Spotify, long the leader in streaming music, has found itself in a precarious position: Analysts project it is about to lose the top spot. In February, a report by the Wall Street Journal revealed that while Spotify had 70 million subscribers to Apple Music’s 30 million (a stat last updated in September), Apple Music’s growth rate far surpassed Spotify’s—so much so that Apple Music was on pace to become the top music streaming service by summer’s end. It would seem that having its devices in the hands of consumers has been a huge boon to the adoption of Apple’s streaming service. But Spotify has been working on its own strategy for remaining on top. While Apple offers a free trial of Apple Music, its app is largely inaccessible without a paid subscription. With a free app, Spotify can give users a taste of the full premium app experience, a strategy that has been one of its primary means in acquiring new subscribers.
On Tuesday, Spotify introduced a new look and new features for the free version of its app. While the paid version offers a wide range of capabilities—playlist creation and curation, the ability to build and listen to artist or song radio stations, and the option to follow public playlists—the free app was more limited. Non-paying customers could do little more than listen to a selection of the app’s playlists on permanent shuffle mode. With Tuesday’s update, they gain access to 15 customized playlists. Before, they could only listen to whatever song Spotify’s algorithm happened to churn out next; now, they can listen to any song on that playlist whenever they like. These 15 playlists, which include the popular Discover Weekly, Release Radar, and Daily Mix playlists, are curated by Spotify based on your listening habits. They jointly contain more than 750 songs and are typically updated with new selections daily.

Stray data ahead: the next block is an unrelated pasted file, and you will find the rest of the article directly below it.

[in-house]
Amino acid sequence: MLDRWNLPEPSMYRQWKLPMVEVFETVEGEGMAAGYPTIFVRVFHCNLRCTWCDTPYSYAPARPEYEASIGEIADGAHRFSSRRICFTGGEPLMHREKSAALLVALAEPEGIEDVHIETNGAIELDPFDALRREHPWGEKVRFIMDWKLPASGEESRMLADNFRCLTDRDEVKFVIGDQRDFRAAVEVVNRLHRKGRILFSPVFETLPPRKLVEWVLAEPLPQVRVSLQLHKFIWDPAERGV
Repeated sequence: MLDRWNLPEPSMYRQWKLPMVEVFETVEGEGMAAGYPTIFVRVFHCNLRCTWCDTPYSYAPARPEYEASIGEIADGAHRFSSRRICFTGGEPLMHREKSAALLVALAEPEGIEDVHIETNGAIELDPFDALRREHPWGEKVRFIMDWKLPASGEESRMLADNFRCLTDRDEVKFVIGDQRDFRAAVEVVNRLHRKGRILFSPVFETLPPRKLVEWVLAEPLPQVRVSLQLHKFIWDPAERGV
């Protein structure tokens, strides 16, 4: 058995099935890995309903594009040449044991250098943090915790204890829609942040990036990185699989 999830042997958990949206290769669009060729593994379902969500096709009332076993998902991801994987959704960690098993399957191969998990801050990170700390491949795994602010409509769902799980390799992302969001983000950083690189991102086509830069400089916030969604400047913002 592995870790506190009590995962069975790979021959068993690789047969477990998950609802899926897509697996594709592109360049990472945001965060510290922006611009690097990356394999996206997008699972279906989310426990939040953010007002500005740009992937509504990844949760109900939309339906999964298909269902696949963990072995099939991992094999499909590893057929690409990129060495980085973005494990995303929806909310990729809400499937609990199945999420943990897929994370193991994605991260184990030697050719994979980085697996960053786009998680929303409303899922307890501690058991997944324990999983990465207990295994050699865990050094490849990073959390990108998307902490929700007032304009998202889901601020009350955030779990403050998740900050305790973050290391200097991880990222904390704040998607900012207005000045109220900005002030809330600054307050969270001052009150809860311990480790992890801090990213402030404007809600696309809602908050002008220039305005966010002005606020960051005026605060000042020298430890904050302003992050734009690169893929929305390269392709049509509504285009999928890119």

Spotify is also updating the onboarding experience for new free users, allowing them to select artists that they like so the app can start customizing playlists immediately. And for those who want to ensure they don’t bust through their monthly data plan in a day of frenzied streaming, there’s now a “data saver” option that minimizes the app’s impact on your usage. While the app’s premium version has seen numerous updates over the years, this is the free app’s first major overhaul since 2014, and it could prove an important update: Spotify’s free app is, for many, the gateway into a paid subscription. The free app currently has 90 million listeners, and according to the company, 60 percent of the company’s paying subscribers originated as users of the free version. By giving free users a bigger taste of what the premium Spotify experience offers—as well as a more prominently placed button to subscribe to the service in the bottom right of its navigation menu—Spotify likely hopes to boost its growth numbers and derail Apple’s march towards streaming music domination.
Spotify, which recently held its IPO and has yet to become profitable, needs this growth in order to succeed in the eyes of investors. Unfortunately, Apple has its one huge advantage: Its service is baked into iOS devices such as the iPhone X and iPad, and is integral to other audio-focused products like its wireless AirPods and HomePod smart speaker. For users just opting into streaming music options, the barrier to entry for Apple’s option is far lower than Spotify’s, which requires people to go into the App Store and download the app before they can test it out. On Android, the two services are on more equal footing—but the seriousness of Apple’s push into this space is evident by the fact that it even offers an Android app, a rarity for the company.
Apple may also have a leg up on Spotify with its free trial offer. Apple has a free three-month trial of its service, a bargain option that beats out Spotify’s 30-day trial offer.
While targeting free users is Spotify’s immediate play to boost its subscribership, in the long run, it could opt for a similar approach to Apple with a smart speaker of its own—a risky move that could pay off with increased users tuning in even more regularly than app users. But the market is already becoming crowded with a variety of options from Google, Amazon, and now Apple, among other companies. If Spotify doesn’t get into the hardware space itself, it could be wise to forge more dedicated partnerships with other speaker-makers in order to still grow its presence in homes and with families. In the meantime, the update to Spotify’s free app looks like a sure bet to boost subscriber numbers, and fight the growing threat from Apple Music, without putting the company’s bottom line or reputation at risk. Its free app is already working to lure users into its paid experience—this update aims to make that option even more appealing. It also makes clear the fight for streaming music dominance isn’t going to be over soon.